That’s where magic mushrooms unexpectedly pop into the picture. Their study found 67 percent of participants were still smoke-free during 12-months after receiving two to three moderate to high psilocybin doses. At an even longer-term follow-up, 60 percent were still smoke-free.
Additionally, almost 87 percent of the participants rated their experiences with shrooms as one of the top five “most personally meaningful and spiritually significant” experiences of their lives.
Shrooms May Cause “Ego Death”
While microdoses of magic mushrooms boost your mood and productivity, higher doses may trigger a phenomenon known as “ego death.”
Ego death is a mystical-type experience in which one “loses their sense of self.” It’s comparable to an extreme state of disassociation, yet it’s regarded as a profoundly positive experience.
A Frontiers in Human Neuroscience study says ego distortions are “central to the psychedelic experience.” From a psychoanalytical perspective, ego death is viewed as a “disruption of ego boundaries.” This causes the lines between your sense of self and the world around you to become blurred.
The respondents in their study said “ego death” made them feel:
- “At one with the universe”
- “A sense of union with others”
- “Less absorbed by my own issues and concerns”
- “All notions of self and identity dissolved away”
While this is an overwhelming experience for some, set and setting play major roles in the outcome of your trip. If you’re in a safe, comforting environment, it’s likely you’ll embrace the process positively.
You Can Brew Magic Mushrooms Into Tea
For those who aren’t too fond of shrooms’ signature bitter taste, you can brew them into a magical tea. In addition to its mystical properties, the tea looks quite mythical thanks to its bright blue color.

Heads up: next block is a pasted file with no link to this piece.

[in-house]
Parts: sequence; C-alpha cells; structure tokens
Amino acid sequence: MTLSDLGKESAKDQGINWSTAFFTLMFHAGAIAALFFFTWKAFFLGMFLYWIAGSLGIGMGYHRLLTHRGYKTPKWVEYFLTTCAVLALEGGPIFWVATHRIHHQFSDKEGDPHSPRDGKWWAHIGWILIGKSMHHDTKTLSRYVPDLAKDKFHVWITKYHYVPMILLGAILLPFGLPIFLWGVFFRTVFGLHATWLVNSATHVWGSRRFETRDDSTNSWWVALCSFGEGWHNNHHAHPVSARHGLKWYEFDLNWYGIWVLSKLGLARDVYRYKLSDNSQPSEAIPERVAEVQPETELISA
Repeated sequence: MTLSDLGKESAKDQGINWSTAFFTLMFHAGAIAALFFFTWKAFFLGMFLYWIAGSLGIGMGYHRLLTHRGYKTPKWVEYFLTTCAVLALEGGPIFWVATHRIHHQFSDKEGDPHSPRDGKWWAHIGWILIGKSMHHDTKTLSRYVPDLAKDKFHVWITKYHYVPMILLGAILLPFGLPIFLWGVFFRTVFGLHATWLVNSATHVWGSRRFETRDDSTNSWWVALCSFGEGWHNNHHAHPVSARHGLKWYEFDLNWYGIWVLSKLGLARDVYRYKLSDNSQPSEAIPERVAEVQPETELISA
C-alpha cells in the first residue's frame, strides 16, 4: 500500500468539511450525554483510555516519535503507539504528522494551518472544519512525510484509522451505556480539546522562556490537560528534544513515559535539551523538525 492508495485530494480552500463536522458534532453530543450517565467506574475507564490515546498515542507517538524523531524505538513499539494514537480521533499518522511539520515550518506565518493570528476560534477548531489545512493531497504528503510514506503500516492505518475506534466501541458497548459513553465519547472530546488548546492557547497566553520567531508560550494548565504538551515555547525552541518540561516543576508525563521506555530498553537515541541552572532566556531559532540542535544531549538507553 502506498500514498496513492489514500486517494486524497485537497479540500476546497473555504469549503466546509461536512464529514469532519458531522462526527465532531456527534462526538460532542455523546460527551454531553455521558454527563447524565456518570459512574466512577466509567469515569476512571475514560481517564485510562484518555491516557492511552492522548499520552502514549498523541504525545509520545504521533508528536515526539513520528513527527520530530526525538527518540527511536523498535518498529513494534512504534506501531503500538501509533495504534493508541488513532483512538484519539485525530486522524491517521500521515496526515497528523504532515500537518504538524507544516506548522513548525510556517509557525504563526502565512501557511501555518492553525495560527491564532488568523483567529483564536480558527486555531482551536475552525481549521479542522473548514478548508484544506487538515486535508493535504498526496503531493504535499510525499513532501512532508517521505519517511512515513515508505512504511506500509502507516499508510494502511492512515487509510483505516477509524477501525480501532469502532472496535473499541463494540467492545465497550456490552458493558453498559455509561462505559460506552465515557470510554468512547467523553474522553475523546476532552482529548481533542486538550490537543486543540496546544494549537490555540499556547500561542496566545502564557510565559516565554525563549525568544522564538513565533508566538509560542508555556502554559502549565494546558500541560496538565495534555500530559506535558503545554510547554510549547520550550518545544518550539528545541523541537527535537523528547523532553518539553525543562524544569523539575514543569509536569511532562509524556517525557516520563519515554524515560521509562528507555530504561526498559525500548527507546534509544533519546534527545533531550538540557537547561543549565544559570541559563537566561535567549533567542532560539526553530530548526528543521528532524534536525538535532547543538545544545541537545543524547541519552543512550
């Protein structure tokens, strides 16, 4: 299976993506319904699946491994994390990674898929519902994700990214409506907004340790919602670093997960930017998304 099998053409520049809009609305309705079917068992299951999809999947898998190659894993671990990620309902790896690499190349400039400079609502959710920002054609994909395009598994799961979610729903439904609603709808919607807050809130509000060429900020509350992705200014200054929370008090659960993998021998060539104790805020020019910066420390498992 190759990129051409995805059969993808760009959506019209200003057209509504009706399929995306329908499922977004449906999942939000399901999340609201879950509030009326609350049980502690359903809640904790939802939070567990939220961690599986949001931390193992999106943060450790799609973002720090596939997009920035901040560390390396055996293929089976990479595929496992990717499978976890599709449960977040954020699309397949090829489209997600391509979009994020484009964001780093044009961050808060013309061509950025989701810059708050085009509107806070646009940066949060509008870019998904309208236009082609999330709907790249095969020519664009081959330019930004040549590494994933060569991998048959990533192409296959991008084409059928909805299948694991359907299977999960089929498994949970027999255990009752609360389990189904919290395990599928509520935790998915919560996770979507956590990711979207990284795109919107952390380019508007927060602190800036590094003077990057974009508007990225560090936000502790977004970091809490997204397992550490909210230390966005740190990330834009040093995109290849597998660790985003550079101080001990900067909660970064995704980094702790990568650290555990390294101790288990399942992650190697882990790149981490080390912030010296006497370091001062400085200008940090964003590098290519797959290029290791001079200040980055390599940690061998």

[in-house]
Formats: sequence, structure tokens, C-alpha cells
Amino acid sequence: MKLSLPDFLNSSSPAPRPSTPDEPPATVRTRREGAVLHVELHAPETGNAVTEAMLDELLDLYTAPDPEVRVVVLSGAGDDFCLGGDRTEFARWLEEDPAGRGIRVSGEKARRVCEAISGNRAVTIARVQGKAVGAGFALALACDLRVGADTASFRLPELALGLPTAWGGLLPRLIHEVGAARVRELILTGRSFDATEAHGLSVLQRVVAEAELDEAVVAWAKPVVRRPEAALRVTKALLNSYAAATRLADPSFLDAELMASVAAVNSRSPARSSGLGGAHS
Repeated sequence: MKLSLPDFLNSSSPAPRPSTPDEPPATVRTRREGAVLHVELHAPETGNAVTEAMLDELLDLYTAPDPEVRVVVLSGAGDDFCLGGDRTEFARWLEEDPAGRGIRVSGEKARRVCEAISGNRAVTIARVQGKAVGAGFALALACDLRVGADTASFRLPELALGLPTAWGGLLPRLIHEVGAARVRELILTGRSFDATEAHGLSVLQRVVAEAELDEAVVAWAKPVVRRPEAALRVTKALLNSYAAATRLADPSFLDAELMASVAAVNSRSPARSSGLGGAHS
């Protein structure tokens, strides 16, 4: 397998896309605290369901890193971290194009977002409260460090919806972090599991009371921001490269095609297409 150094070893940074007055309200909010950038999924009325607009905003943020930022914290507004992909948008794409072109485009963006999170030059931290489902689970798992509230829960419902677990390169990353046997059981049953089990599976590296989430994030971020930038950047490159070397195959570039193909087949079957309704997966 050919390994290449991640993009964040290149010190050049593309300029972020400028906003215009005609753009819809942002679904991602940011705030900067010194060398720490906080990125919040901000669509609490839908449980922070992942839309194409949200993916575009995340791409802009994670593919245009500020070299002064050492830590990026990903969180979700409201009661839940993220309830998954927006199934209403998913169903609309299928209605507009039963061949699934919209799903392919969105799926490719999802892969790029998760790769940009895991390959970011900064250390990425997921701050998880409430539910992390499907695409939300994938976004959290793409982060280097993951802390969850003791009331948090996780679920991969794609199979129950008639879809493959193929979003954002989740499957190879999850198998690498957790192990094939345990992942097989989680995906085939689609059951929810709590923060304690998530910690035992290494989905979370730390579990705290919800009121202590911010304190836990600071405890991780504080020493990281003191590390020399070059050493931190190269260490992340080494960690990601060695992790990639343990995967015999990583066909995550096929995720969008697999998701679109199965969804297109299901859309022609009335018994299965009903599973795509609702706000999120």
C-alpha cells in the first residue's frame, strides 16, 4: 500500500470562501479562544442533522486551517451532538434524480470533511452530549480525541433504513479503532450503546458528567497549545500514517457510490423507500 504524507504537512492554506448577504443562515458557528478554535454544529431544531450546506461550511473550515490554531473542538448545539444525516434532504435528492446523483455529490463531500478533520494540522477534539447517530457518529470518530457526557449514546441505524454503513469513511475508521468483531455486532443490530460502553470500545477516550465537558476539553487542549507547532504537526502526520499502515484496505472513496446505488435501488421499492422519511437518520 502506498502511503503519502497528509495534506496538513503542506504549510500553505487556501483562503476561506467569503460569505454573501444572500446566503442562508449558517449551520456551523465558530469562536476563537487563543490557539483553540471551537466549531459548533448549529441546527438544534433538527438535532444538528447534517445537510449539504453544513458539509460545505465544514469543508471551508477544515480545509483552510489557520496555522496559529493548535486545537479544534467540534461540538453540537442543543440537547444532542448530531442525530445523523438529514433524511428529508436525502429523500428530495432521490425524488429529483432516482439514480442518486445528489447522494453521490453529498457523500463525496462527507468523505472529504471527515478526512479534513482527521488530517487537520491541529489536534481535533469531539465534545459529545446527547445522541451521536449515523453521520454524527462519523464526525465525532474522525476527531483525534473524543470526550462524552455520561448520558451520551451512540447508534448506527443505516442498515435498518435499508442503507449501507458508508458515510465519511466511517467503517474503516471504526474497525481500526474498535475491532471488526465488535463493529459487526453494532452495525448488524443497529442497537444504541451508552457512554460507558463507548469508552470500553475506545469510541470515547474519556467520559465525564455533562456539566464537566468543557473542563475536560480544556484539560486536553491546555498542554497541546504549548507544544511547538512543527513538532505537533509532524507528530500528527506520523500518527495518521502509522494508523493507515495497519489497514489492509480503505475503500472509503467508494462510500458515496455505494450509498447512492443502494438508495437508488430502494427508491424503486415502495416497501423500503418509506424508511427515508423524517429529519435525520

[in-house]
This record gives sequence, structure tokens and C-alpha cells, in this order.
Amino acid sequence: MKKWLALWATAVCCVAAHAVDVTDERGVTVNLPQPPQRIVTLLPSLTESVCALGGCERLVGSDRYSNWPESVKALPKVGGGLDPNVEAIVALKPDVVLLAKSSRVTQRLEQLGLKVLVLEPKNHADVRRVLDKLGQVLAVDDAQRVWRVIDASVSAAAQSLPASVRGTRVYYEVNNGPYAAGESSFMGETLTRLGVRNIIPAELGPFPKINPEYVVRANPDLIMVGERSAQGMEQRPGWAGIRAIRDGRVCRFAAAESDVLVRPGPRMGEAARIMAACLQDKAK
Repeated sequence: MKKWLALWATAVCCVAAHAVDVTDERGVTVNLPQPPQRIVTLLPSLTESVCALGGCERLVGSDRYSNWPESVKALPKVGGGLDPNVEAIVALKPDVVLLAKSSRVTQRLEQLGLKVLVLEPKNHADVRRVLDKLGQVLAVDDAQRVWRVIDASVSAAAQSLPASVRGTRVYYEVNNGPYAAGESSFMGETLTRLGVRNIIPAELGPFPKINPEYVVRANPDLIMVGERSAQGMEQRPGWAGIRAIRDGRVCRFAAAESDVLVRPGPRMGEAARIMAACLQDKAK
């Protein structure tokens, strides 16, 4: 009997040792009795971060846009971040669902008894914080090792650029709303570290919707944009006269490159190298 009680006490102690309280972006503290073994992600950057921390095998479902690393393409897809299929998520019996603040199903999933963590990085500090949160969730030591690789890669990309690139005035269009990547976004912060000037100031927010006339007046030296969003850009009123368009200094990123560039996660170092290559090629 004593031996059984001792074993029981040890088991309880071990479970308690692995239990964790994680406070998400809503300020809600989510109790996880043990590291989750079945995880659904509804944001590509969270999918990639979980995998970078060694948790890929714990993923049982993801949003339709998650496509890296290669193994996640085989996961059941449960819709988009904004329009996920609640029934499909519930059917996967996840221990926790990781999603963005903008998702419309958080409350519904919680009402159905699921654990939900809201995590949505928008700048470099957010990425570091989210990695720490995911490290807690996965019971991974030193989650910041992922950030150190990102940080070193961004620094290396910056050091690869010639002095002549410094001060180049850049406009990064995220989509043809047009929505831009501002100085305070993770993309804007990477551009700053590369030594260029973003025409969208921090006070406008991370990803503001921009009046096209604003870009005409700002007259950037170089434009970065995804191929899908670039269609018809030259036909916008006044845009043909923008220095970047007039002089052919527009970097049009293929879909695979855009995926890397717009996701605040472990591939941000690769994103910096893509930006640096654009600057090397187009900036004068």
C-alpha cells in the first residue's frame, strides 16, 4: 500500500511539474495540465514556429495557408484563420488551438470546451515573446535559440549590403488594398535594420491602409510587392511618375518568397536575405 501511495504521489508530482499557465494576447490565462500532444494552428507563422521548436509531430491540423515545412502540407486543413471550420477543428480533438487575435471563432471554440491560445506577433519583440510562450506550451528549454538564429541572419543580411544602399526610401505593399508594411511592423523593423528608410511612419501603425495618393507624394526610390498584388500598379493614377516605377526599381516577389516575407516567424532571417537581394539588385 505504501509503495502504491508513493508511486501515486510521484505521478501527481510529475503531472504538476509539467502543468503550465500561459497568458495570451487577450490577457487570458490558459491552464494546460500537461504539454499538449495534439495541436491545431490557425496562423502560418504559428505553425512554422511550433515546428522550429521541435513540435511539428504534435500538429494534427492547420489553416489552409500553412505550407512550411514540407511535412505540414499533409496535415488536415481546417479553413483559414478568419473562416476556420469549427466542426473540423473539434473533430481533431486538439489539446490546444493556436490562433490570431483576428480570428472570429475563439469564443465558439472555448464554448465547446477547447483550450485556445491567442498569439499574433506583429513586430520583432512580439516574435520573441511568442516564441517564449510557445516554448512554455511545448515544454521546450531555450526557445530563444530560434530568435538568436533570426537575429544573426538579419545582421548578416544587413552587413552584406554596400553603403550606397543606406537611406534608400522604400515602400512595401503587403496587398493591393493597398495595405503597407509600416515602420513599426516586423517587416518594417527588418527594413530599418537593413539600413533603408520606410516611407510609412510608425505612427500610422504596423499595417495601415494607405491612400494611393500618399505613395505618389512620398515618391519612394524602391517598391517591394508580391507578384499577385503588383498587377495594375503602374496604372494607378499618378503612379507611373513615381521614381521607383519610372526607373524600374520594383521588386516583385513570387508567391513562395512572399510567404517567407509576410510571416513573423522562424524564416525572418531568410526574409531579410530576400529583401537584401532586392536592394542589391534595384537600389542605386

It’s quite easy to brew magic mushroom tea, too. All you’ll need is boiling water, reusable tea-bags, and some dried shrooms.
After boiling your shrooms into tea, you can flavor it however you please. Some may opt for lemon while others will stick to good ole fashion honey. You may also brew your shrooms with another tea, such as black tea or herbal tea, for additional flavor.
Psilocybin Increases Serotonin
The active compound in shrooms, psilocybin, is a serotonin agonist. Serotonin is a very important hormone that regulates your mood, digestion, sleep, and blood clotting, says the Hormone Health Network.
Serotonin irregularity is also implicated in several conditions ranging from depression to migraines. This further supports the potential of psilocybin in a clinical setting.
Magic mushrooms are a fascinating, powerful psychedelic with the potential to open your mind in enriching and therapeutic ways. Although shrooms are everywhere, they didn’t make their way into scientific study until the mid-20th century.
With the current revival of psychedelic research, there’s still plenty for researchers to learn about the mystical world of magic mushrooms. However, research thus far has placed great emphasis on their potential for healing psychological disorders.
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Disclaimer: Psilocybin is potentially an illegal substance, and we do not advise you to take psilocybin where it is unlawful to do so. The following information exists solely for educational purposes. Ann Arbor dispensary receives the first recreational marijuana license in Michigan.